“One of the most challenging aspects of the project was to get the balance right between original and new build elements. In a conservational scheme such as this, great effort was needed to ensure that one element did not dominate the other – and I think we managed to achieve this.

“One of my favourite things about the scheme is the way the new architecture enables the historic building to be used the way it was originally intended. The previous station concourse had shifted the entrance and the emphasis of the building to the south, whereas the historic entrance was to the west – and we were able to reinstate the historic route through the building.

“It was a really good project to work on with a great team. Although challenging, it was also very interesting and hopefully we have produced a good result.”

Kings Cross Station

Tata Steel Projects

Tata Steel Projects (TSP) is a market leading multi-disciplinary solutions business that provides a full range of services, from consultancy, design and engineering to manufacture, installation and onsite project management. As a principal railway infrastructure provider, Tata Steel Projects has an influential role in the design and operation of the UK rail network with 20 years engineering design experience working with organisations associated with the heavy rail industry in the UK.

Network Rail has undertaken a £550 million redevelopment project for King’s Cross Station, which more than doubled the capacity of the station, used by 47 million passengers a year. Tata Steel Projects oversaw several parts of this major restoration work.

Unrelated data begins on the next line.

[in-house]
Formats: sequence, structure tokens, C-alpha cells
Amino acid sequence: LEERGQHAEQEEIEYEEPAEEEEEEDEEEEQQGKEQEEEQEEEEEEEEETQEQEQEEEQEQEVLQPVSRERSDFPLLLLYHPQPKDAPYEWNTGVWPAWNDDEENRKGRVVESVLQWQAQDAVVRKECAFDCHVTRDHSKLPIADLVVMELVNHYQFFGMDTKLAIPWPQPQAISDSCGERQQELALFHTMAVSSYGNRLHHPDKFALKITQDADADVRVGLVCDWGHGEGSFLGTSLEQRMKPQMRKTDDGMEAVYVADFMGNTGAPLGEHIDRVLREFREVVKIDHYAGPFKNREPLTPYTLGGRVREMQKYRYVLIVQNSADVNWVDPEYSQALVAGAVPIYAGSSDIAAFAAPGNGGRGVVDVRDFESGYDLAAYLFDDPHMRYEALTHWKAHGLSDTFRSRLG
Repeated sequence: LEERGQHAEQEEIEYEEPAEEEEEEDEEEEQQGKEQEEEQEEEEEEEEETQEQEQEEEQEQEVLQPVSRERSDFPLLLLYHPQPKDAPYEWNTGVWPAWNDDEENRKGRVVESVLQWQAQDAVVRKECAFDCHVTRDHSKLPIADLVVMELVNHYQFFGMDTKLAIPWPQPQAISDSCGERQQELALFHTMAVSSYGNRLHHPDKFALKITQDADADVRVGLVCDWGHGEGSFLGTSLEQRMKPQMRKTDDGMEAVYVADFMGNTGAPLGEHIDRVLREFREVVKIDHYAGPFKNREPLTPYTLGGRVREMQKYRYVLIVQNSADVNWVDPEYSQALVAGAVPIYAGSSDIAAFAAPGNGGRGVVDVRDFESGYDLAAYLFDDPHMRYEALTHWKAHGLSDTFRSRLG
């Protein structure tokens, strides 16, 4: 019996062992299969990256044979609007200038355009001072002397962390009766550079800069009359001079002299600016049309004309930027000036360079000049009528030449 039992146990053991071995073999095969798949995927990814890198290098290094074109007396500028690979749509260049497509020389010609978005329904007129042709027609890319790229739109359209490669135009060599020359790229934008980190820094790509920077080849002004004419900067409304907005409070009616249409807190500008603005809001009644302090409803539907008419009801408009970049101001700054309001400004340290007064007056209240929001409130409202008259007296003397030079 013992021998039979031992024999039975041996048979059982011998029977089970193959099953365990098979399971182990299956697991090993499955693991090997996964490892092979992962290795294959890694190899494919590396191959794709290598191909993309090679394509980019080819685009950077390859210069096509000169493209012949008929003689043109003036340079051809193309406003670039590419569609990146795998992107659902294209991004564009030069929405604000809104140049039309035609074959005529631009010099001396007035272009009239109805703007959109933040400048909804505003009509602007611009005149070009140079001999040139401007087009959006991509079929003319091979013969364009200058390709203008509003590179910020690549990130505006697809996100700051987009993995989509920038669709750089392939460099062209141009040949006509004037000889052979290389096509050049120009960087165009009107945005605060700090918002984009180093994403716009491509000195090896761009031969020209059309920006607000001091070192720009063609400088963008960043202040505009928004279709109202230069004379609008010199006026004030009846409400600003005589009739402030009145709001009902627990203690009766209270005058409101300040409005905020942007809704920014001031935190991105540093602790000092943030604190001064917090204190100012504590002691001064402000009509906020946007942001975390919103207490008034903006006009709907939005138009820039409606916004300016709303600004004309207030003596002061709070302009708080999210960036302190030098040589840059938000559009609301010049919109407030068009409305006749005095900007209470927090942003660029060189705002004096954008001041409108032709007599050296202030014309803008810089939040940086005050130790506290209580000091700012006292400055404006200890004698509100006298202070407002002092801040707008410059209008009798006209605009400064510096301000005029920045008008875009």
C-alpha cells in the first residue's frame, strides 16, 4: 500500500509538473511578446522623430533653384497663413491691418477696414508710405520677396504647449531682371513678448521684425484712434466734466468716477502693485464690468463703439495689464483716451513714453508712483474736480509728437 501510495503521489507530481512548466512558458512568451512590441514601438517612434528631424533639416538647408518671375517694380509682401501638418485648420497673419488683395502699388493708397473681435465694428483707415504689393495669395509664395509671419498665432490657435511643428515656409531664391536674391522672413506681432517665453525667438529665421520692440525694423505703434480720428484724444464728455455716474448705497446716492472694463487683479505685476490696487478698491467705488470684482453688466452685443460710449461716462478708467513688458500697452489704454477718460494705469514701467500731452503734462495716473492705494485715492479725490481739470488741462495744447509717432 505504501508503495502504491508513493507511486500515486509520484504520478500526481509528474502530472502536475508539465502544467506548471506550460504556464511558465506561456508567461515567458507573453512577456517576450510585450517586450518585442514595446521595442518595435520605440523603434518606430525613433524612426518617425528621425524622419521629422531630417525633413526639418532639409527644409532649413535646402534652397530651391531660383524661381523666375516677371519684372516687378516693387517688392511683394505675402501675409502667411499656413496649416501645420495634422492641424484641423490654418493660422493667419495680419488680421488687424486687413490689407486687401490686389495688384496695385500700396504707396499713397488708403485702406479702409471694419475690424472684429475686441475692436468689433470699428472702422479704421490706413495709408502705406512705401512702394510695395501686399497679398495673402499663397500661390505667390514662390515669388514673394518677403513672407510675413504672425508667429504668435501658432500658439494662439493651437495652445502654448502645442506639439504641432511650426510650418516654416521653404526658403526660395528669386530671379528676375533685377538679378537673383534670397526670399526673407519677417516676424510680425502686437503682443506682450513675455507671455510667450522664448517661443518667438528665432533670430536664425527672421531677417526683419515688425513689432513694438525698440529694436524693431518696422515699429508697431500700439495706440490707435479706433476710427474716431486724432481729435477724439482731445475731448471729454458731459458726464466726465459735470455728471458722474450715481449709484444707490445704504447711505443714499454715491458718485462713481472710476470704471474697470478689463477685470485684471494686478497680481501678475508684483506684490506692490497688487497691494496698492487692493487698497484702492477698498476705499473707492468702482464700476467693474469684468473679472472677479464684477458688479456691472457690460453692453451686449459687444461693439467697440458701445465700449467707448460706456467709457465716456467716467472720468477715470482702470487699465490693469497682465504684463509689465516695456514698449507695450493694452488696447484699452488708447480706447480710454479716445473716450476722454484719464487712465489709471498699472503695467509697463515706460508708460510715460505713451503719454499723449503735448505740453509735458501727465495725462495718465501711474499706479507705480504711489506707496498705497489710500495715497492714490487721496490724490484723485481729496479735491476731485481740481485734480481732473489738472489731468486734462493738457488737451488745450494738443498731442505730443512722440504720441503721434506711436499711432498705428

The firm designed a replacement for the 1893 Handyside ‘Harry Potter’ footbridge, to provide a sec-ond platform access point from the new concourse to all platforms and meet the needs of disabled passengers. This visually unobtrusive bridge was designed to facilitate construction, with a minimum of disruption to train services, and was modelled using specialist state-of-the-art finite element modelling software and hardware to check the effects of natural frequency and footfall response. The old bridge was carefully dismantled and donated to the Watercress Line Heritage Railway, where it will cross the tracks at Ropley, Hampshire.

Kings Cross Station

Tata Steel Projects also designed the restoration of the station’s double barrel roof, including complete reglazing, relighting, and the installation of “beer mat” solar panels. Our design both preserved the listed roof and added to its functionality by incorporating blastproof glass and renewable energy generation.

Finally, we designed the new Platform 0 under the station’s Eastern Range buildings, reconstructed Platforms 1 to 8, and modified Platforms 5 to 8 to provide space for the new departures concourse. Our design for Platform 0, integrating the platform’s slab track and impact wall, allowed us to fit a new platform into a small space without substantially affecting the surrounding historic buildings.